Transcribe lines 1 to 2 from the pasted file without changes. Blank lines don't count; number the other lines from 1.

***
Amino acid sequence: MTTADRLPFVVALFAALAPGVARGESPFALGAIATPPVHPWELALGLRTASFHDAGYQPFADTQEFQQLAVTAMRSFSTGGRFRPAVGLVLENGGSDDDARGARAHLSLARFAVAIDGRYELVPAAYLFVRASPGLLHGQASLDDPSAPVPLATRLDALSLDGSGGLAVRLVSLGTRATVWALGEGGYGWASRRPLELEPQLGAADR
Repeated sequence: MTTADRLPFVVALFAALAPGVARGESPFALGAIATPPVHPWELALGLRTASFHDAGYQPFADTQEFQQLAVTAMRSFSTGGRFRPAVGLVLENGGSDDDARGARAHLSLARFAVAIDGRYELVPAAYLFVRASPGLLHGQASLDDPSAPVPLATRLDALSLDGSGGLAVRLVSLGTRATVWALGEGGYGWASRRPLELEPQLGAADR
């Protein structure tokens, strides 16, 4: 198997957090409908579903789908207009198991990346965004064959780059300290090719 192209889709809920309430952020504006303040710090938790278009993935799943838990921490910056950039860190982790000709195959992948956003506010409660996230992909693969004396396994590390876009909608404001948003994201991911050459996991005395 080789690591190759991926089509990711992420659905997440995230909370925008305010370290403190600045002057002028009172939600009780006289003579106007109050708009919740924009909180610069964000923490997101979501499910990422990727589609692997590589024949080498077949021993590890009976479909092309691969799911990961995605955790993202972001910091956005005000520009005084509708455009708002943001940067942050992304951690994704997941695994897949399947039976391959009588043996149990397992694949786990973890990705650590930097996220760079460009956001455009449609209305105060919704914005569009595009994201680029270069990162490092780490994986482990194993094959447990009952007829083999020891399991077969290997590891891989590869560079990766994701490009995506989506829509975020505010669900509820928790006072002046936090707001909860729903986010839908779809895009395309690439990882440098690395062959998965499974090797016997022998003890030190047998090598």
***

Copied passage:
Amino acid sequence: MTTADRLPFVVALFAALAPGVARGESPFALGAIATPPVHPWELALGLRTASFHDAGYQPFADTQEFQQLAVTAMRSFSTGGRFRPAVGLVLENGGSDDDARGARAHLSLARFAVAIDGRYELVPAAYLFVRASPGLLHGQASLDDPSAPVPLATRLDALSLDGSGGLAVRLVSLGTRATVWALGEGGYGWASRRPLELEPQLGAADR
Repeated sequence: MTTADRLPFVVALFAALAPGVARGESPFALGAIATPPVHPWELALGLRTASFHDAGYQPFADTQEFQQLAVTAMRSFSTGGRFRPAVGLVLENGGSDDDARGARAHLSLARFAVAIDGRYELVPAAYLFVRASPGLLHGQASLDDPSAPVPLATRLDALSLDGSGGLAVRLVSLGTRATVWALGEGGYGWASRRPLELEPQLGAADR